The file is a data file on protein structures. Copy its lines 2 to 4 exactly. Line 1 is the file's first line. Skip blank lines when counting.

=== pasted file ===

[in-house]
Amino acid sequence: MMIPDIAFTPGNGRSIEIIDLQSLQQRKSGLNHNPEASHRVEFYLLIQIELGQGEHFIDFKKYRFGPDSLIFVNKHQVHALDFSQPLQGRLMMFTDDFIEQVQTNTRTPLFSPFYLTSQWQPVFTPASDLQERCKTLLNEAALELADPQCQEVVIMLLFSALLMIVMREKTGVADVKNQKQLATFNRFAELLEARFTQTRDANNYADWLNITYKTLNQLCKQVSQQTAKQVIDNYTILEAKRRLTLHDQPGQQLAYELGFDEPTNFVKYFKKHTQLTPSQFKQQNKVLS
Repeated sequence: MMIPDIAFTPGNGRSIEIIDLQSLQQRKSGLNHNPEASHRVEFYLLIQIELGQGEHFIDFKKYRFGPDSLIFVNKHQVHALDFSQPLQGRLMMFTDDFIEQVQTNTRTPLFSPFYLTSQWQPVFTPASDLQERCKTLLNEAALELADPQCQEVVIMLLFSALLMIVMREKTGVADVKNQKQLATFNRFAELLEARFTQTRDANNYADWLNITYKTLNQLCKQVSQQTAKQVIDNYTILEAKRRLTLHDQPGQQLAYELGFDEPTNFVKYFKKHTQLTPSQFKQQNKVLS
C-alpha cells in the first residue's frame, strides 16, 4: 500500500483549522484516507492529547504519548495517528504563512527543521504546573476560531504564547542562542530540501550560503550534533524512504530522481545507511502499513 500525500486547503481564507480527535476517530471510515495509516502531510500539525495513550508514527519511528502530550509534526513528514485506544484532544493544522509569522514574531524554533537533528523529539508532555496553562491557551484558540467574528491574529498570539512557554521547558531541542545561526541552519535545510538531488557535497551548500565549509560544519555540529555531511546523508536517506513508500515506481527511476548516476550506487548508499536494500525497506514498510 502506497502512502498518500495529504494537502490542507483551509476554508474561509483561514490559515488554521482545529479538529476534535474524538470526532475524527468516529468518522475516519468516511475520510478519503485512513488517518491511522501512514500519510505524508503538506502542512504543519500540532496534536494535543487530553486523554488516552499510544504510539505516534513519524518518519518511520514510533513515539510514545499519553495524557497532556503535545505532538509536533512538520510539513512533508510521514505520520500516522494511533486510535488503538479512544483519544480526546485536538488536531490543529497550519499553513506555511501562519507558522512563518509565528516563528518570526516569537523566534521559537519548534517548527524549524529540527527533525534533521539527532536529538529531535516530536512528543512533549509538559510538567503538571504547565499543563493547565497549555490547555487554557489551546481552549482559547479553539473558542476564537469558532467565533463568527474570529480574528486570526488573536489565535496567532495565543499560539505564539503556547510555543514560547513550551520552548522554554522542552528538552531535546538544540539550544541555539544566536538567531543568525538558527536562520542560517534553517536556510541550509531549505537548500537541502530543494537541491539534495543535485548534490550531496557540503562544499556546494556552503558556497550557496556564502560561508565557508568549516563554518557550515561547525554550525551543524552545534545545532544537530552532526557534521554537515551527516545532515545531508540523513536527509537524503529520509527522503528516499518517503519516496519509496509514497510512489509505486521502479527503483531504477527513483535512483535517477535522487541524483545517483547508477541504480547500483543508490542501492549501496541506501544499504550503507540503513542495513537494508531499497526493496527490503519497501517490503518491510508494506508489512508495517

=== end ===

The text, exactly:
Amino acid sequence: MMIPDIAFTPGNGRSIEIIDLQSLQQRKSGLNHNPEASHRVEFYLLIQIELGQGEHFIDFKKYRFGPDSLIFVNKHQVHALDFSQPLQGRLMMFTDDFIEQVQTNTRTPLFSPFYLTSQWQPVFTPASDLQERCKTLLNEAALELADPQCQEVVIMLLFSALLMIVMREKTGVADVKNQKQLATFNRFAELLEARFTQTRDANNYADWLNITYKTLNQLCKQVSQQTAKQVIDNYTILEAKRRLTLHDQPGQQLAYELGFDEPTNFVKYFKKHTQLTPSQFKQQNKVLS
Repeated sequence: MMIPDIAFTPGNGRSIEIIDLQSLQQRKSGLNHNPEASHRVEFYLLIQIELGQGEHFIDFKKYRFGPDSLIFVNKHQVHALDFSQPLQGRLMMFTDDFIEQVQTNTRTPLFSPFYLTSQWQPVFTPASDLQERCKTLLNEAALELADPQCQEVVIMLLFSALLMIVMREKTGVADVKNQKQLATFNRFAELLEARFTQTRDANNYADWLNITYKTLNQLCKQVSQQTAKQVIDNYTILEAKRRLTLHDQPGQQLAYELGFDEPTNFVKYFKKHTQLTPSQFKQQNKVLS
C-alpha cells in the first residue's frame, strides 16, 4: 500500500483549522484516507492529547504519548495517528504563512527543521504546573476560531504564547542562542530540501550560503550534533524512504530522481545507511502499513 500525500486547503481564507480527535476517530471510515495509516502531510500539525495513550508514527519511528502530550509534526513528514485506544484532544493544522509569522514574531524554533537533528523529539508532555496553562491557551484558540467574528491574529498570539512557554521547558531541542545561526541552519535545510538531488557535497551548500565549509560544519555540529555531511546523508536517506513508500515506481527511476548516476550506487548508499536494500525497506514498510 502506497502512502498518500495529504494537502490542507483551509476554508474561509483561514490559515488554521482545529479538529476534535474524538470526532475524527468516529468518522475516519468516511475520510478519503485512513488517518491511522501512514500519510505524508503538506502542512504543519500540532496534536494535543487530553486523554488516552499510544504510539505516534513519524518518519518511520514510533513515539510514545499519553495524557497532556503535545505532538509536533512538520510539513512533508510521514505520520500516522494511533486510535488503538479512544483519544480526546485536538488536531490543529497550519499553513506555511501562519507558522512563518509565528516563528518570526516569537523566534521559537519548534517548527524549524529540527527533525534533521539527532536529538529531535516530536512528543512533549509538559510538567503538571504547565499543563493547565497549555490547555487554557489551546481552549482559547479553539473558542476564537469558532467565533463568527474570529480574528486570526488573536489565535496567532495565543499560539505564539503556547510555543514560547513550551520552548522554554522542552528538552531535546538544540539550544541555539544566536538567531543568525538558527536562520542560517534553517536556510541550509531549505537548500537541502530543494537541491539534495543535485548534490550531496557540503562544499556546494556552503558556497550557496556564502560561508565557508568549516563554518557550515561547525554550525551543524552545534545545532544537530552532526557534521554537515551527516545532515545531508540523513536527509537524503529520509527522503528516499518517503519516496519509496509514497510512489509505486521502479527503483531504477527513483535512483535517477535522487541524483545517483547508477541504480547500483543508490542501492549501496541506501544499504550503507540503513542495513537494508531499497526493496527490503519497501517490503518491510508494506508489512508495517